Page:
Faux Suede Skirt
Fall runways have been loaded with garments and fabrics of faux suede, and seeing as I loved the fabric even before its shine in the spotlight, I wanted to take the chance to make a suede skirt—another popular item on the runway—for the coming season.
Faux suede is a great fabric choice because of its soft texture, and the suede I used to make my skirt has a nice stretch that’s both form-fitting and comfortable to wear. I’ve always loved the visual appeal of suede, too; like velvet, it adds visual texture to an ensemble, and I love that. You can see the texture without having to feel it (though I’d be lying if I claimed I’ve never compulsively touched suede just to feel how soft it is!) Fabrics like this draw the eye, and it comes in a number of colors, too, making it a powerful fabric tool.
The skirt is decorated with a few buttons, top-stitching with orange thread, and the front is closed with a slot seam.
This skirt design is incredibly simple, just a few pieces—4 in total—and I made them from easy shapes you can draw out with a yard stick and pencil. I’ve provided an image to help you visualize what they looked like (I apologize that the shapes aren’t drawn exactly to scale, but so long as you get the idea!):
Four pieces and a yard of fabric. Easy, right? Make sure to fit the pieces in the direction shown in the picture, and you need FOUR CUTS for PIECE 2, so turn the piece 180 degrees if you need to in order to fit it in.
The skirt falls just below my waist and the measurements I provided are to fit my size (I’m a 30” waist), so adjust accordingly for your own fit!
I’m not going to go into a super in-depth tutorial for this skirt, but I hope the design won’t be too hard to figure out!
– About 1 YD Black UV Protective Stretch Ultra Suede (#311396)
– 3 QTY Copper/Orange Rhinestoned Metal Shank Back Button (#14805)
– 474 Curry 100M Gutermann Sew All Thread (#100301)
– 10 Black 100M Guterman Sew All Thread (#100246)
– 1 QTY 580 Black 9” Invisible Zipper (#INV9-850)
– Hand-sewing Needle
– Sewing Machine
– Tailor’s Chalk (for marking where your buttons will go before sewing them down)
– Pencil (for Patter Drawing)
– Pattern Paper (for Patter Drawing)
This is the list of materials that I used. I used about a full yard of the faux suede fabric that I picked, but you may need more or less depending on the size you’re fitting the garment to. Judge the amount you need based off how long your skirt panels need to be (remember that there are 36 inches in one yard of fabric).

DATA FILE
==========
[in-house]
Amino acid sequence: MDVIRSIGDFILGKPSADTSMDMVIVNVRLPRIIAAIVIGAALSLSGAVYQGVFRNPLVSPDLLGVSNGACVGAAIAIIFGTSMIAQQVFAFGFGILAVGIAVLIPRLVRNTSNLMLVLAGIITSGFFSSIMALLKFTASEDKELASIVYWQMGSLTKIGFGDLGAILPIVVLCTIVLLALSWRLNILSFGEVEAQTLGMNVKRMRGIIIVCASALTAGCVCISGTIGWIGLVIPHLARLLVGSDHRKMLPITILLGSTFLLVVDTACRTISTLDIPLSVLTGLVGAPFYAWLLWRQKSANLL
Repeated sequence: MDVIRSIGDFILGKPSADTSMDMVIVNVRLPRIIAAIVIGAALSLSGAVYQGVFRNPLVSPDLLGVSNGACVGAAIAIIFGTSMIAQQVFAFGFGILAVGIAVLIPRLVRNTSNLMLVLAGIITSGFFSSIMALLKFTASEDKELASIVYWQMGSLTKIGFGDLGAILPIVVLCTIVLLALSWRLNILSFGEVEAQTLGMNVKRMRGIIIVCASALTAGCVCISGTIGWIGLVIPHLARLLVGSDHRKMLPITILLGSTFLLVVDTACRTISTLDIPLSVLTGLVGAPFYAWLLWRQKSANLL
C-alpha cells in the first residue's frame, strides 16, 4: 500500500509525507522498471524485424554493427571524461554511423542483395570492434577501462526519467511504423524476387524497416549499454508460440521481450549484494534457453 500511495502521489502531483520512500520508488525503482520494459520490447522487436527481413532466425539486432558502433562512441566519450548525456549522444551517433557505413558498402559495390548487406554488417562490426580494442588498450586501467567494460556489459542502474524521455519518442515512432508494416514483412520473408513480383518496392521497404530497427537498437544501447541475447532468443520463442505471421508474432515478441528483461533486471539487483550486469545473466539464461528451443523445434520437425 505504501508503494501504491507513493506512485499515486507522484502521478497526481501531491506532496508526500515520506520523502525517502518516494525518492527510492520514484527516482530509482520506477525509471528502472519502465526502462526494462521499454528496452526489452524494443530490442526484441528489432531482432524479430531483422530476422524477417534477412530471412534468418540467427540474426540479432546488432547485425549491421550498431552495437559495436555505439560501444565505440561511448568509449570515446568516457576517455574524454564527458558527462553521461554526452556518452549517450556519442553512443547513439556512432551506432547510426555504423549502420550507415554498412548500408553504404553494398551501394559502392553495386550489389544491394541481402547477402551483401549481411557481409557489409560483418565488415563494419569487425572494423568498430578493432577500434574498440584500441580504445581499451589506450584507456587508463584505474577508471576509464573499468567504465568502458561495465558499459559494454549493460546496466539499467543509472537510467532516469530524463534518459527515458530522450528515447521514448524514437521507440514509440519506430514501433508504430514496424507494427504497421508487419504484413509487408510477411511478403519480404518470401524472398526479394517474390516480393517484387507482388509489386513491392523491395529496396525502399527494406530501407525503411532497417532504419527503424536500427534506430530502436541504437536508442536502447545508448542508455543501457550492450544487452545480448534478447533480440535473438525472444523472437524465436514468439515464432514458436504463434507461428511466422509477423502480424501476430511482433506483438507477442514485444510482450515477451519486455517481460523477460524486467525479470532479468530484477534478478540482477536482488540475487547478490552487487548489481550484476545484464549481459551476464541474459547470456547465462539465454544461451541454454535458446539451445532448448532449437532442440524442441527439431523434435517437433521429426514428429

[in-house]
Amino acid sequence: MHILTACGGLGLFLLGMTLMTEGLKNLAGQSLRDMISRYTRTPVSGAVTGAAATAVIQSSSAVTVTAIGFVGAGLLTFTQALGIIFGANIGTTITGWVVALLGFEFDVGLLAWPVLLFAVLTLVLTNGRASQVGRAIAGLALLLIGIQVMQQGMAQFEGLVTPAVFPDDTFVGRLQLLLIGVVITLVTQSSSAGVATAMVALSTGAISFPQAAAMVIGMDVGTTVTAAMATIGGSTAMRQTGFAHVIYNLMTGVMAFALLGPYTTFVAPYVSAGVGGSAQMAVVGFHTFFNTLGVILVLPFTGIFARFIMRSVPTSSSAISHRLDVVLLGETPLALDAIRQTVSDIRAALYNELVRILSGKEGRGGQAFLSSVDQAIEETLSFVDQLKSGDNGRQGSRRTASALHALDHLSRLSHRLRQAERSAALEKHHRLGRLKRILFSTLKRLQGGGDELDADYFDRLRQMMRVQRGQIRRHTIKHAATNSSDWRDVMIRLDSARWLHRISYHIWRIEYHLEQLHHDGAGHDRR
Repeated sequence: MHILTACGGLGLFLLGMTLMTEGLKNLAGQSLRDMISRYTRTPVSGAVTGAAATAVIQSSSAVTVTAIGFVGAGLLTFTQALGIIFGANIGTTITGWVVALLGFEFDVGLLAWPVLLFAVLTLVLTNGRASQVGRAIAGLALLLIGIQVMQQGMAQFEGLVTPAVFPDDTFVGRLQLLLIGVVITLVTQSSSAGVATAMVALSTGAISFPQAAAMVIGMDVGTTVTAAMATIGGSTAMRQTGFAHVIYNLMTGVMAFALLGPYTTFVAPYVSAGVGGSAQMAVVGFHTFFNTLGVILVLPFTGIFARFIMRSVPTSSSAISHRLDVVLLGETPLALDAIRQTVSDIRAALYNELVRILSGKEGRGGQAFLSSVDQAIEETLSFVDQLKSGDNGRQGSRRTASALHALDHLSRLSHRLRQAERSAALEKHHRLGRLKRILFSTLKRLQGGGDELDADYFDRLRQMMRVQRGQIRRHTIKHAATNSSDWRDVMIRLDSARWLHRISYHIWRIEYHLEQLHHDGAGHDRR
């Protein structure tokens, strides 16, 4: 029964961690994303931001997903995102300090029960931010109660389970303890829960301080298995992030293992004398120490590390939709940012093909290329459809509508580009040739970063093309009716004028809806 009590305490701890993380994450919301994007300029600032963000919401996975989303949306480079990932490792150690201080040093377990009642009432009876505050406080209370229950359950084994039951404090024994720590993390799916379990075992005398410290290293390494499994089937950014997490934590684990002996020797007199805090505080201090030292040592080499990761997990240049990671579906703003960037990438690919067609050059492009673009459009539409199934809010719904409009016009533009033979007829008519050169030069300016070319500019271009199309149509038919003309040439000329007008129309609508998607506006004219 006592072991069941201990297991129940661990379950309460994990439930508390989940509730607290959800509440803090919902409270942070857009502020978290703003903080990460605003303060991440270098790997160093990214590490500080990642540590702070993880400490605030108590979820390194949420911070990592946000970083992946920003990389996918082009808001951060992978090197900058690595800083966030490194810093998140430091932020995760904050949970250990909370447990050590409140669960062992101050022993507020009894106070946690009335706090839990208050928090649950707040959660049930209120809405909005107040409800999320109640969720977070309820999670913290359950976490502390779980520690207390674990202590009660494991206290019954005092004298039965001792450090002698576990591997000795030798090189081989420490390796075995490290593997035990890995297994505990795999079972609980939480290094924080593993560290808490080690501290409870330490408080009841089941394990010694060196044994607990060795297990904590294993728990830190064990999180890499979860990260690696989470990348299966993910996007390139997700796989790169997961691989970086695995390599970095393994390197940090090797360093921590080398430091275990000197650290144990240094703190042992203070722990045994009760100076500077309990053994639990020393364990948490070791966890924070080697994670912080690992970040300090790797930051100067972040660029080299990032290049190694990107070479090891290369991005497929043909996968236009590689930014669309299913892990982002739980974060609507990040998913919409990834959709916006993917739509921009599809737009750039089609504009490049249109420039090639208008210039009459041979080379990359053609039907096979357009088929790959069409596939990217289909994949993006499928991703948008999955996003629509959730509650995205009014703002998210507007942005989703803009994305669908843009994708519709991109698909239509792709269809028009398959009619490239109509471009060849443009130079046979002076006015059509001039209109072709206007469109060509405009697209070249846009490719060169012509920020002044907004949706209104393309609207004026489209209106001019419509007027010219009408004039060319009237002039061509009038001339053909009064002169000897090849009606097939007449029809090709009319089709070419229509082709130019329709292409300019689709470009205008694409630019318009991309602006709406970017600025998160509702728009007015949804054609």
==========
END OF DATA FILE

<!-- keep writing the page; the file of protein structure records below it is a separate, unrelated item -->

After you’ve drafted your paper pattern and have cut out your fabric pattern pieces, you should have PIECE 1 (x2), PIECE 2 (x4), PIECE 3 ,(x2) and PIECE 4 (x1). I installed my zipper on the right side at the top, so between one PIECE 2 panel and one PIECE 3 panel. Pin all of them together like this and start sewing them together!
NOTE: The two panels of PIECES 1 are sewn together using a slot seam! If you’re not sure how to install a slot seam, click here to see what it looks like!
For my skirt design, I decided to hide the second part of the slot seam on the UNDERSIDE, like in the photo below. This is purely a stylistic choice–you can top-stitch it if you’d like!
After sewing them all together, I top-stitched with the orange thread. Top-stitching is a great way to add a dash of color to a garment, and I love using it whenever I can. It looks great so long as you work carefully and remain patient. This is honestly the longest step in the process to make the skirt, but you should do it. It removes the need for a lining and helps to stabilize the seam allowances on the wrong side of the skirt.
After top-stitching, you need to do a single-fold hem along the top of the skirt. DO THIS BEFORE INSTALLING YOUR ZIPPER! You won’t want a raw edge to show at the top of your skirt, so we’re doing this to prepare to hide it! Like so:
After hemming the top, install your zipper. If you don’t know how to install a zipper, click here to read our tutorial on how! Remember to line the very top of the zipper—not the teeth, the extra flaps—up with the top of the skirt.
After installing your zipper, you can go ahead and close up the skirt, right sides together. Make sure to sew flat along the bottom of the zipper to lock it in. You can also go ahead and top-stitch down along the sides of the zipper and down the seam you just closed the skirt up with. If the top of your skirt is too wide for your waist, add a dart in the middle of the back panel.
After that, roll the top hem again and top stitch down. Do the same on the bottom of the skirt
The last step is to hand-sew the buttons onto the front. Make sure to line your buttons up nicely where you want them to lay and use a piece of tailor’s chalk to mark where you’d like them to go before you sew them down. This’ll help prevent off-center buttons!
And that’s about it! Easy!
Can you think of other garments or accessories you’d like in a suede fabric? Do you have a favorite piece in a suede? Tell us all about it!